Abomasal Bloat in Pet Lambs

A range of practices can be implemented to reduce the risk of abomasal bloat.


One of the banes of artificially rearing lambs is abomasal bloat. The exact pathogenesis is unclear but bacteria such as Clostridium sp., Sarcinia sp. and Lactobacillus sp. in the presence of large quantities of carbohydrate substrate leads to fermentation and excessive production of carbon dioxide. Abomasal mucosal haemorrhages and ulceration can also occur. Risk factors for this include feeding too much milk at a time, gorging (especially by older/stronger lambs), use of poor-quality milk replacers, abrupt changes in feed regime, improper mixing of the milk powder and poor hygiene practices.  

Here are some measures that may reduce the risk of abomasal bloat:

  • Keep the feeding routine regular aiming to feed at the same times every day
  • Make sure lambs are not allowed to gorge on milk, especially the older ones
  • Check that the teats are not excessively worn. Milk may flow fast through a worn teat which can allow gorging
  • Consider increasing the frequency of feeding (i.e. feed less milk but more often). For example, try changing feeding from two to three times a day to feeding smaller amounts five to six times a day. In this respect, automatic milk feeders are better as they allow lambs to milk feed as and when they want to, which mimics natural suckling behaviour. This is not an option for everyone but worth considering for larger scale rearing operations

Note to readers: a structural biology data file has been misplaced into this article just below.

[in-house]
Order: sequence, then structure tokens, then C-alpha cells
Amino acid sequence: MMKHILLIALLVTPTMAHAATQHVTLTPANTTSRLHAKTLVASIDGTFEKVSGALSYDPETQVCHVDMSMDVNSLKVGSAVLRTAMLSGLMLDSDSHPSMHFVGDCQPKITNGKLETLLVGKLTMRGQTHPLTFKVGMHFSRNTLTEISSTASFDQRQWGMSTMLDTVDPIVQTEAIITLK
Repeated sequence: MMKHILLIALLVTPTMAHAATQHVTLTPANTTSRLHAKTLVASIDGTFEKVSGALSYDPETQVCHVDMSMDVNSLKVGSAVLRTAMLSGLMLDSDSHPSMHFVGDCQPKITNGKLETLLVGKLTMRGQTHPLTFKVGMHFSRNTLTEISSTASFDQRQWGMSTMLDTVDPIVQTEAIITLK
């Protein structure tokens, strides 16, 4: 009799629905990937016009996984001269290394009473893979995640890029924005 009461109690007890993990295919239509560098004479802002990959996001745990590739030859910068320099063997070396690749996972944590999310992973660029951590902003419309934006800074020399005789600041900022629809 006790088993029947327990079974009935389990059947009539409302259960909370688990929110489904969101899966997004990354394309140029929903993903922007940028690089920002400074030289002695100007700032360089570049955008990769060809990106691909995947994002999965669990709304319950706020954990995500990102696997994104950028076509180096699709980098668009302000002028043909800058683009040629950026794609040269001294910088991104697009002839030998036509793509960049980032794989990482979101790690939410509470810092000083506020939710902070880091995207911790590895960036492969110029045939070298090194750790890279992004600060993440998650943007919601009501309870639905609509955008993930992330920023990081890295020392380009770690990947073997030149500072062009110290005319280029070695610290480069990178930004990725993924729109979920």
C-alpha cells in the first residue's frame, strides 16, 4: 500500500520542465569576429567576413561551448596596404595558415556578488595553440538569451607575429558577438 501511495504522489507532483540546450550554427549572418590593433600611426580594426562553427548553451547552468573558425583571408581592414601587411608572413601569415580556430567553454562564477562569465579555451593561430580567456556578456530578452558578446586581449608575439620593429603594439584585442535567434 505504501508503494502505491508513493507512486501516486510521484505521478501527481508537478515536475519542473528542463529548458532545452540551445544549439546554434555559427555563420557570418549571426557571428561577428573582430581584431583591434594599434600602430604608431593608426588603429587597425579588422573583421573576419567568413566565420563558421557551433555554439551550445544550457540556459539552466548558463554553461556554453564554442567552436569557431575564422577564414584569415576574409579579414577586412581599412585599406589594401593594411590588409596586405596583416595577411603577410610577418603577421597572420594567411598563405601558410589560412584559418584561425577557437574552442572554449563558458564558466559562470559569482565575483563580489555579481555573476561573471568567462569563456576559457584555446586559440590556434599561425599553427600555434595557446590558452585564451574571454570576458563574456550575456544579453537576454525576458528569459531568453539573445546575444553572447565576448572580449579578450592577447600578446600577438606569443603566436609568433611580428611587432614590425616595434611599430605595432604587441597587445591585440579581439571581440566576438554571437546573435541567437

• Some producers feed calf milk replacer to lambs. Calf milk replacer can contain more lactose, increasing the risk of bloating. Switching to lamb’s milk replacer can help with this
  • Reducing environmental bacteria, especially on buckets and teats by daily cleaning and disinfection. Milton sterilising solution is a suitable disinfectant to use
  • Mix the milk powder according to manufacturer instruction, making sure that it is well mixed before feeding
  • Feeding the milk cold can help prevent gorging. This also slows the growth of bacteria in pre-prepared milk that is lying around. Mix up the powder using warm water to start but allow to cool before feeding
  • Lambs should have access to fresh water, straw in racks, and a good quality creep feed at all times. Offering hard feed early on can help stimulate rumen development and earlier weaning off milk. It may also help to keep them satisfied between milk feeds
  • “Yoghurtising” the milk. This is a technique that appears to be promoted in New Zealand, and involves making up a yoghurt culture with the lamb milk replacer and feeding this rather than just the lamb milk replacer and water alone. More information can be found in the beef+lamb new zealand fact sheet

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Posted by Veterinary services on 12/04/2021

Tags: Sheep, Veterinary services